People in a Japanese city have been warned that they are coming under attack from vicious monkeys targeting babies and the elderly.
The incidents, involving 58 people since July 8, has forced the south western cities of Yamaguchi to bring in the services of a special unit hunting the animals with tranquiliser guns.
The monkeys have been biting and clawing at flesh, snatching babies and sneaking into nursery schools – but it is unclear why.
No one has been seriously injured but at least one monkey has been put to death.
The monkeys are not interested in food, so traps have failed.
Locals say they have been surprised by how ‘big and fat’ the Japanese macaques have been.
Though often pictured bathing in hot springs, locals have told of being assaulted while laundry on a veranda and having to bandage their toes.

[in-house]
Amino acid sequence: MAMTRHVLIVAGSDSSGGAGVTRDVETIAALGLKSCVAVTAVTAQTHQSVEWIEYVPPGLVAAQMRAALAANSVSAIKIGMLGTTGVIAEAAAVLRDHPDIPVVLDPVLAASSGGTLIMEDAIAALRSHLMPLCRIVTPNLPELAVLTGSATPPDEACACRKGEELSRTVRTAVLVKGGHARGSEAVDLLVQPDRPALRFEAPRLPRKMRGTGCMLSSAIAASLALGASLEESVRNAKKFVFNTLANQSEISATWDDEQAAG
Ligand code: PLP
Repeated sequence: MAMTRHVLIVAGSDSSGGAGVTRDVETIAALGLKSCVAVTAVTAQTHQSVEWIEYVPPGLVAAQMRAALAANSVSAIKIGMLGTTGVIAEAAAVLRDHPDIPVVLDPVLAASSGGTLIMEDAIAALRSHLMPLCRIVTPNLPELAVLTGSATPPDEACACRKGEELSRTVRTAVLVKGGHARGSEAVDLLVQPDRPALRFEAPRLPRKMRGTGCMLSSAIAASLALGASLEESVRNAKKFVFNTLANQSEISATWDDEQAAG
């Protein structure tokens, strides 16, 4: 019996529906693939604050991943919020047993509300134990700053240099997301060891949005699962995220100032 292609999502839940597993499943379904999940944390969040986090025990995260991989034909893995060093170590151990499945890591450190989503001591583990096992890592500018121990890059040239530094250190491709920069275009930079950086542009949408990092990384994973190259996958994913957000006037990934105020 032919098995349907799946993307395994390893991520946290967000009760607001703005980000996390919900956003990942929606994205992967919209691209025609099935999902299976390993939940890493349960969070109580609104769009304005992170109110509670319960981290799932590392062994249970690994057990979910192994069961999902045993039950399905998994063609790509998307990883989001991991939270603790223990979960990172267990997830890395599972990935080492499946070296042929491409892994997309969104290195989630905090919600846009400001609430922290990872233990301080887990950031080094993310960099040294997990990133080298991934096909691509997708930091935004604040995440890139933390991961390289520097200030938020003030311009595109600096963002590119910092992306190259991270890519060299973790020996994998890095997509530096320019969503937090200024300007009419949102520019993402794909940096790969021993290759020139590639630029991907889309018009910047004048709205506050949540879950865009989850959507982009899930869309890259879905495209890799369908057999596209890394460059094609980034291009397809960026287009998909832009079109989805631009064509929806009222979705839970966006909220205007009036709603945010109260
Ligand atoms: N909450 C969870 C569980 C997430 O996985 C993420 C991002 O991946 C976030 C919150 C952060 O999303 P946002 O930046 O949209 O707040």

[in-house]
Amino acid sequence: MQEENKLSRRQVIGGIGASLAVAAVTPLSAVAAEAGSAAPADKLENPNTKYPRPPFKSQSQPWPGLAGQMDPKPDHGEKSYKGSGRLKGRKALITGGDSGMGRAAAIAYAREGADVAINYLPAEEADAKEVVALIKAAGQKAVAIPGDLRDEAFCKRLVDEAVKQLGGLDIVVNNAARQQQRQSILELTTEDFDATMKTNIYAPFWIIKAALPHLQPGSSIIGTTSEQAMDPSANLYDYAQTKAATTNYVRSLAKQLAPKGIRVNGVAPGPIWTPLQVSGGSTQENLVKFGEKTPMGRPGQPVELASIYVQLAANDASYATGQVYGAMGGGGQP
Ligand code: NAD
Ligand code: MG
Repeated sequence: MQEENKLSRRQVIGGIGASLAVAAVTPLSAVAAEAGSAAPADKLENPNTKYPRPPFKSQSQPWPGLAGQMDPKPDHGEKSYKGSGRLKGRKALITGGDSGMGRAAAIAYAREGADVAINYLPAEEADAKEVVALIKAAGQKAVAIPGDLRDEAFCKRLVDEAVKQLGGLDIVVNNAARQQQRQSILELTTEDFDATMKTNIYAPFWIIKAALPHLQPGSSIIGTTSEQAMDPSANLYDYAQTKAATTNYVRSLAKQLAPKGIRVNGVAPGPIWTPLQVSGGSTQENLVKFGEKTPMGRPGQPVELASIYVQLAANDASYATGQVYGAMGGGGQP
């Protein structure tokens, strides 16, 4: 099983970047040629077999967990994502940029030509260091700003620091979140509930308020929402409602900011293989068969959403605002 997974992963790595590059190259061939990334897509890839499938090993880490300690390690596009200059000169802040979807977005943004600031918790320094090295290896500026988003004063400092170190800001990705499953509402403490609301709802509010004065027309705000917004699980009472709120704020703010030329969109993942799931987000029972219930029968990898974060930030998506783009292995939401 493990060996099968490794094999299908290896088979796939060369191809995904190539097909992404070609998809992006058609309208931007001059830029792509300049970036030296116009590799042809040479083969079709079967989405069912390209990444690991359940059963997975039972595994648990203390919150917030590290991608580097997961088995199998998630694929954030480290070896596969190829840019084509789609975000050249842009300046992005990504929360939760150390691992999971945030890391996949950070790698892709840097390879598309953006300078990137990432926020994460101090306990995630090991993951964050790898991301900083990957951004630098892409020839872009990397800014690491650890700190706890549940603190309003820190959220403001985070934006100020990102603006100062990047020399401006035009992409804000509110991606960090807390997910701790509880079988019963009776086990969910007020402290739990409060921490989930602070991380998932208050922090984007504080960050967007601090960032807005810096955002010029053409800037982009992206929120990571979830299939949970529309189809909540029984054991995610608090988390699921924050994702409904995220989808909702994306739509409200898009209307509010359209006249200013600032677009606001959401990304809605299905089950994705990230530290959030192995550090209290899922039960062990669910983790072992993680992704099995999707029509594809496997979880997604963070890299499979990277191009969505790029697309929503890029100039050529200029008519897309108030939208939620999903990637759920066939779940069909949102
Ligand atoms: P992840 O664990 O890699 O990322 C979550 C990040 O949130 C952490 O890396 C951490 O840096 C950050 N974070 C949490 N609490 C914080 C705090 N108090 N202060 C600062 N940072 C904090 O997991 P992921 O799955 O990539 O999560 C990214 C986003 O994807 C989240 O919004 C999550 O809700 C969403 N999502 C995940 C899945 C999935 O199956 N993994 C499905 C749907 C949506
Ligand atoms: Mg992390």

A picture shows one of them creepily peering through a window into a home, with its hand on the bars.
City official Masato Saito explained: ‘They are so smart, and they tend to sneak up and attack from behind, often grabbing at your legs.
‘I have never seen anything like this my entire life.’
Earlier this year, a monkey was captured on video trying to snatch a three-year-old girl playing on her scooter in Chengzou, China.
Locals in Yamaguchi have been advised to not make eye contact, look as big as possible – perhaps by spreading your coat and backing away quickly without any sudden moves.
One male monkey, measuring 49 centimetres (1.6ft) in height and weighing seven kilograms (15lbs), was caught on Tuesday by the team with the tranquiliser gun.
It was judged by various evidence to be one of the attacking monkeys and killed.
But more attacks were reported after the capture.
All of the victims have been advised to get hospital treatment and ambulances have been called in some cases.
Japan is a developed, urban and industrialised country, but a large proportion of land in the archipelago is made up of mountains and forests.
There are rare attacks on people by bears, boars and other wildlife, but generally not by monkeys.
Exactly where the troop of monkeys came from remains unclear.
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